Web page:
0
Fixed

Rosh Chodesh readings are missing from CSV

etayluz 10 months ago updated 10 months ago 5

The Rosh Chodesh Readings are missing from the CSV files.

Further, the weekday readings are incorrect. I showed up at Shul today prepared to read Parashat Noach. But when I got to Shul I realized that it was Rosh Chodesh and I should have prepared the special Rosh Chodesh reading instead. Bummer!!!!

Please be more careful with the information given on this website. Wrong information screws up the service.

Please create ONE AND ONLY ONE CSV file which has EVERY SINGLE TORAH AND HAFTORAH reading ever read in synagogue - ordered chronologically. Having multiple CSV file for Shabat, Mondays and Thursday mornings, Shabbat afternoon, festivals, Rosh Chodesh - you can't possibly have a separate CSV for each of these - this is simply a recipe for confusion, error, and disaster. You end up with conflicting Torah readings for the same dates in different files.

This "ONE AND ONLY ONE" CSV file should include:

* Shabbat Readings

* Rosh Chodesh Readings

* Shabbat Afternoon reading

* Monday morning Reading

* Thursday morning Reading

* Festival Readings

* When Rosh Chodesh falls on Monday, Thursday, or Shabbat afternoon - the regular Rosh Chodesh reading overrides the regular weekly Torah reading.

* When Rosh Chodesh falls on Shabbat morning - the Maftir of that Shabbat morning service equals to Numbers 28:9–15.
* When Rosh Chodesh falls on regular Shabbat - the morning Haftorah is replaced by a special Rosh Chodesh Haftorah: Isiah 66:1–24

* Note: when Rosh Chodesh occurs on a Sunday, the regular Haftarah of the preceding day is replaced with the Machar Hachodesh (literally, "tomorrow is the new month") Haftarah, I Samuel 20:18–42.[36]

* Does anyone know what is read when Rosh Chodesh falls on a festival? How does Rosh Chodesh alter the normal Torah/Afteroah reading of a Yom Tov?

See source here: https://en.wikipedia.org/wiki/Yom_Tov_Torah_readings#:~:text=When%20Rosh%20Chodesh%20falls%20on,is%20read%20as%20the%20Maftir.


Rosh Chodesh[edit]

When Rosh Chodesh falls on a weekday, Numbers 28:1–15 is read. When Rosh Chodesh falls on Shabbat, Numbers 28:9–15 is read as the Maftir.

The individual readings are as follows:
Rosh Chodesh (weekday)[34]
Reading 1: Numbers 28:1–3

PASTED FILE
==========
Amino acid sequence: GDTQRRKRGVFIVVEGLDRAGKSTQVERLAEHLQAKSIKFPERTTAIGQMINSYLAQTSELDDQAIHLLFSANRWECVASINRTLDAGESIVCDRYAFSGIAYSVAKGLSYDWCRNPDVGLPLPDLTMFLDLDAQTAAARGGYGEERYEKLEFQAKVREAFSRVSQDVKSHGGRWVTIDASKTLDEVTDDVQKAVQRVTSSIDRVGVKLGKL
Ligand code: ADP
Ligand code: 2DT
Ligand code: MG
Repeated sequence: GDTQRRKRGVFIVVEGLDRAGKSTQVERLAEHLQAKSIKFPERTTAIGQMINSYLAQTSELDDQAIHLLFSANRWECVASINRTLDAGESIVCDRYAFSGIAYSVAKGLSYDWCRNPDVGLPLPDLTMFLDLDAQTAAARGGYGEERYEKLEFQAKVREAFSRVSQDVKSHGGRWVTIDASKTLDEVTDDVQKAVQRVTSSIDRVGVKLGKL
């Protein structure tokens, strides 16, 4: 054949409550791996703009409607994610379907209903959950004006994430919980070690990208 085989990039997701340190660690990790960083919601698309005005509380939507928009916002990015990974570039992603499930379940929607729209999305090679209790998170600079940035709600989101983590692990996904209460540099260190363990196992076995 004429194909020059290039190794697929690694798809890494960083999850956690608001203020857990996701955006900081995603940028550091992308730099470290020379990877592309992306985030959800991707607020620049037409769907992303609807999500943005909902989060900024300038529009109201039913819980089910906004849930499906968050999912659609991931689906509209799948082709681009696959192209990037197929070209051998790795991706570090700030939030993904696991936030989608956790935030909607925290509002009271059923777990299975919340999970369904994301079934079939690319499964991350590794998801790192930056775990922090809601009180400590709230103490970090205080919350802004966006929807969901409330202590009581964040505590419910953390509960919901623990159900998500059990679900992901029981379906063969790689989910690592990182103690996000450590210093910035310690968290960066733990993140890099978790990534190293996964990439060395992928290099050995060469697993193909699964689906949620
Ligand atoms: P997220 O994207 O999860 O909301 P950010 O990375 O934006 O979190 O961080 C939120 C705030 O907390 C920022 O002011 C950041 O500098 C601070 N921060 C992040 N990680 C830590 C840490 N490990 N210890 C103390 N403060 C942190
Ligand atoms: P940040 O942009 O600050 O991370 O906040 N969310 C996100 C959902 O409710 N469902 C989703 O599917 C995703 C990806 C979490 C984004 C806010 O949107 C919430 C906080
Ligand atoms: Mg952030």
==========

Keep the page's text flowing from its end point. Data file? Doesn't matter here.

Reading 2: Numbers 28:3–5 (the third verse is re-read)
Reading 3: Numbers 28:6–10
Reading 4: Numbers 28:11–15

Rosh Chodesh (Shabbat)[35]
Readings 1–7: Regular Torah reading
Maftir: Numbers 28:9–15
Haftarah: Isiah 66:1–24

Note: when Rosh Chodesh occurs on a Sunday, the regular Haftarah of the preceding day is replaced with the Machar Hachodesh (literally, "tomorrow is the new month") Haftarah, I Samuel 20:18–42.[36]


Answer

Answer
Under review

Hi, thanks for using Hebcal, and thanks for finding a bug in our brand-new weekday CSV files. Please accept our sincere apologies that you prepared the wrong Torah reading.

We have added Rosh Chodesh to our regular fullkriyah CSV files, which are geared towards Shabbat and holidays.

We have also removed Rosh Chodesh days from our weekday CSV files. We do not plan to add Shabbat mincha dates to this file as it could lead to confusion. Regular Torah readers on Shabbat afternoons are expected to be extremely knowledgeable about which parsha is read, and they will know how to look ahead to the upcoming Shabbat for the parsha.

We plan to continue to keep the fullkriyah and weekday CSV files separate, as they serve different audiences. As designed, they should contain mutually exclusive events.

Cool!


I honestly don't understand why a such a complicated API is necessary when a simple CSV would do.

Seems like overkill to me - but my understanding is limited.

Hi Etay, if you're an engineer and know JavaScript/ECMAScript, you could add the missing features to Hebcal itself.

https://github.com/hebcal/hebcal-leyning

You might find using the JS API more convenient than parsing CSV files anyways...

Thanks for the clarification, Michael.

I now understand that my needs as a software developer may not be answered by this website.

Would you know where I can find a JSON or CSV file that lists every single Torah/Haftorah reading by date broken down by aliyahs and their respective spans? These would include Monday and Thursday mornings, Shabbat morning, Shabbat afternoon, Rosh Chodesh, Shabbat Rosh Chodesh, festivals - with all the conflicts between the various readings resolved according to rabbinic rule.

Answer
Under review

Hi, thanks for using Hebcal, and thanks for finding a bug in our brand-new weekday CSV files. Please accept our sincere apologies that you prepared the wrong Torah reading.

We have added Rosh Chodesh to our regular fullkriyah CSV files, which are geared towards Shabbat and holidays.

We have also removed Rosh Chodesh days from our weekday CSV files. We do not plan to add Shabbat mincha dates to this file as it could lead to confusion. Regular Torah readers on Shabbat afternoons are expected to be extremely knowledgeable about which parsha is read, and they will know how to look ahead to the upcoming Shabbat for the parsha.

We plan to continue to keep the fullkriyah and weekday CSV files separate, as they serve different audiences. As designed, they should contain mutually exclusive events.